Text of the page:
“When we pray, is anyone listening?”
“Indeed, it is almost impossible for a modern today to accept the belief in a God who listens to and answers the prayers of one person on earth.”
In this sermon of December 26, 1965, Rabbi Olan asks a series of questions designed to get at the heart of our faith. First, he asks, “[w]hen we pray, is anyone listening?” To know if a prayer is heard implies that someone, i.e., God, listens. By way of answering the first question, he explores this second question, “Is there a God?” Rather than a genuine belief in God, Rabbi posits that we sometimes affirm faith in God simply as “a token of our national patriotism.” Midway this exposition, he sounds almost frustrated when he claims that prayer “… at best today is either a convention, a routine, habitual practice, or a satisfactory psychological experience. … But is anyone listening?”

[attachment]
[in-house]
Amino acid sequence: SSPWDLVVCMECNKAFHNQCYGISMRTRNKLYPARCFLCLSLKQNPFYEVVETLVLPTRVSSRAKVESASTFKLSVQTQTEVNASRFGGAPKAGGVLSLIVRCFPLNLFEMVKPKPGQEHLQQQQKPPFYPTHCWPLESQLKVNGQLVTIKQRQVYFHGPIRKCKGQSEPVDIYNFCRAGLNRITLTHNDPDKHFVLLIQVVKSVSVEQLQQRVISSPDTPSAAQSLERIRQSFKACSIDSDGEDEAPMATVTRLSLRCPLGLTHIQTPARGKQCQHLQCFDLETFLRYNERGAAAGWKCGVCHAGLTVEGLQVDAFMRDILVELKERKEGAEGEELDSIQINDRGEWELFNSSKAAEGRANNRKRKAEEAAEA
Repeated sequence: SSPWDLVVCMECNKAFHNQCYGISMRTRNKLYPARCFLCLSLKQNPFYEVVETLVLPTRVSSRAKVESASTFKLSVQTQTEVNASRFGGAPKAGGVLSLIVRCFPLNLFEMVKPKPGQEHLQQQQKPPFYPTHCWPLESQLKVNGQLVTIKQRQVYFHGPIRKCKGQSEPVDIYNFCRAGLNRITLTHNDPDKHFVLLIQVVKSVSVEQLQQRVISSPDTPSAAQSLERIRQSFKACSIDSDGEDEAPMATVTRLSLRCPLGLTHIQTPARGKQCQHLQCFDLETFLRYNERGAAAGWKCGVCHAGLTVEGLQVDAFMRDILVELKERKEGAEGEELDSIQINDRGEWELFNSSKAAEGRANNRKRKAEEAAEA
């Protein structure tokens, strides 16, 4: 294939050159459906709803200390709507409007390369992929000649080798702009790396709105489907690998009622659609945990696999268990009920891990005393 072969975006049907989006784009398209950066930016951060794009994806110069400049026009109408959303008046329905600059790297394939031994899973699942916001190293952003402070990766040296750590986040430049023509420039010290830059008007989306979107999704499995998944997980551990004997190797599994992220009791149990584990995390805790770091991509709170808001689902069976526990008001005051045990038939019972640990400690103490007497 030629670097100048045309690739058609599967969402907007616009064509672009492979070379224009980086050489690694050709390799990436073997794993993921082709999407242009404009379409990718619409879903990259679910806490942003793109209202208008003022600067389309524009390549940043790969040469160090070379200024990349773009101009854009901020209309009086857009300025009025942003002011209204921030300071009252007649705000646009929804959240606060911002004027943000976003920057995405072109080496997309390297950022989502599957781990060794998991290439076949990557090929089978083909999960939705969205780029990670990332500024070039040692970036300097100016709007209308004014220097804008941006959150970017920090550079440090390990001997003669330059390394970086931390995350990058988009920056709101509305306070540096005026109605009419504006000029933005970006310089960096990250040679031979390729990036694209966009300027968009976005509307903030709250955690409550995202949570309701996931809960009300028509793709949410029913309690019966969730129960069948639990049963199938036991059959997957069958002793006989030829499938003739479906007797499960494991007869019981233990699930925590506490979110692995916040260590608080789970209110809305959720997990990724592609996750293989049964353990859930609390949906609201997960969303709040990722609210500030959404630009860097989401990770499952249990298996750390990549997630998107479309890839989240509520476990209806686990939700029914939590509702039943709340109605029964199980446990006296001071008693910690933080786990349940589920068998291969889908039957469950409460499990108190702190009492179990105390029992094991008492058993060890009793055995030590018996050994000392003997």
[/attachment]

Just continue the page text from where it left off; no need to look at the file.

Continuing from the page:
Check out this sermon to hear Rabbi Olan’s conclusion in this matter.
*Written by Lillie Jenkins Walker.*